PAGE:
This study has some limitations presented by the voluntary and self-selecting nature of participant enrollment, which resulted in demographics that are highly weighted toward highly educated, higher income, White women. Minimal concern regarding resource acquisition may reflect the relative financial stability of most completing the survey. These factors all may limit the generalizability of the study findings, and in the future additional focus on racial/ethnic minority and disadvantaged groups will be needed. As well, it is possible that women with COVID-19-related worries were more interested in engaging with the study, which could result in an overinflation of estimates of worry/anxiety symptoms; similarly, those with very high levels of depressive symptoms impairing concentration and attention may have been screened out by quality control attention checks and thus be underrepresented. However, the design of the study may also allow it to be particularly well-poised to capture the group of women who are most likely to be presenting questions and concerns to their obstetricians at this time.

Conclusions

Based on these findings, we conclude that COVID-19-related worries, in addition to depressive and anxiety symptoms, may influence maternal-fetal bonding during the pandemic. This work has several clinical implications. OB/GYN providers should plan to screen all pregnant women for depression, early and often, regardless of mental health history and to speak to their patients regarding their mood [62]. Clinicians should be aware that patients with higher levels of current depressive symptoms during the COVID-19 pandemic are at risk for poorer maternal-fetal bonding, which may have implications for the subsequent maternal-infant relationship and infant neurodevelopmental outcomes. At present, the anxiety symptoms reported as well as worries specific to COVID-19 by pregnant women do not appear to be a risk for maternal-fetal bonding. Resilience may improve maternal-fetal bonding even among those with higher levels of depressive symptoms and thus provides a potential target for interventions. Finally, women who are concerned about their ability to bond with their unborn baby or that their anxiety symptoms may affect bonding may benefit from reassurance based on this study data.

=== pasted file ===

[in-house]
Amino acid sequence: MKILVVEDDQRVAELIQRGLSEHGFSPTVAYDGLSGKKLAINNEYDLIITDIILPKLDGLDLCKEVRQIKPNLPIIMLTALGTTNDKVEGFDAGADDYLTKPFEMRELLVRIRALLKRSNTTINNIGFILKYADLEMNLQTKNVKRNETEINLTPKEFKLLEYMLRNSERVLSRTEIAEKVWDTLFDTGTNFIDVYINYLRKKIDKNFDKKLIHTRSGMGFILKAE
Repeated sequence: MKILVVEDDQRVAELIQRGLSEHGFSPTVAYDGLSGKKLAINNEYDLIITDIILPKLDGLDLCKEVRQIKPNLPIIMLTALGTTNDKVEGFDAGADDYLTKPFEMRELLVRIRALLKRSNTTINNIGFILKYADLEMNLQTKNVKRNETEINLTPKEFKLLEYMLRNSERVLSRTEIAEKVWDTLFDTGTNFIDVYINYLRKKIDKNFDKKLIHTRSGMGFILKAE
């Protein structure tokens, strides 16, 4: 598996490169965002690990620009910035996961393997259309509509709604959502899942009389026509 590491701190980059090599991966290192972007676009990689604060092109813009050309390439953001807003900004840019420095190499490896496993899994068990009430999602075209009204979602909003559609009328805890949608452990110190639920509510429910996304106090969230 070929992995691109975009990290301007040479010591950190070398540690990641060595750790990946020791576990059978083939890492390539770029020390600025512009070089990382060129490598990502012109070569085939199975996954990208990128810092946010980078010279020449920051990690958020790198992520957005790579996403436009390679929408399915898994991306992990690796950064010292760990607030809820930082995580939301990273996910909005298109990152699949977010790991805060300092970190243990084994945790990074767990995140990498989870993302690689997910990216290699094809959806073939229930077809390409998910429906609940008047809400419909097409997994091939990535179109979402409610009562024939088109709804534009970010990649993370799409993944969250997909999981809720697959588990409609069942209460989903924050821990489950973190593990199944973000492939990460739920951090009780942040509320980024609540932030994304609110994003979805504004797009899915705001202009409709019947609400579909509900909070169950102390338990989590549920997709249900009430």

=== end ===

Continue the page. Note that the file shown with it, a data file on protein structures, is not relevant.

Availability of data and materials

The dataset used and/or analyzed during the current study are available from the corresponding author on reasonable request.

Abbreviations

COVID-19:

Coronavirus Disease 2019

CRISIS:

Coronavirus Health Impact Survey

CD-RISC 10:

Connor-Davidson Resilience Scale 10 Items

DTS:

Distress Tolerance Scale

CES-D:

Center for Epidemiologic Studies-Depression

GAD-7:

Generalized Anxiety Disorder Scale

MAAS:

Maternal Antenatal Attachment Scale

GA:

Gestational Age

CBT:

Cognitive-Behavioral Therapy

References

  1. Trump DJ. Declaring a National Emergency Concerning the novel coronavirus disease (COVID-19) outbreak [internet]. Executive Office of the President; 2020. Available from: https://trumpwhitehouse.archives.gov/presidential-actions/proclamation-declaring-national-emergency-concerning-novel-coronavirus-disease-covid-19-outbreak/

  2. Ryan GA, Purandare NC, McAuliffe FM, Hod M, Purandare CN. Clinical update on COVID-19 in pregnancy: a review article. J Obstet Gynaecol Res. 2020;46(8):1235–45.

    CAS  PubMed  Google Scholar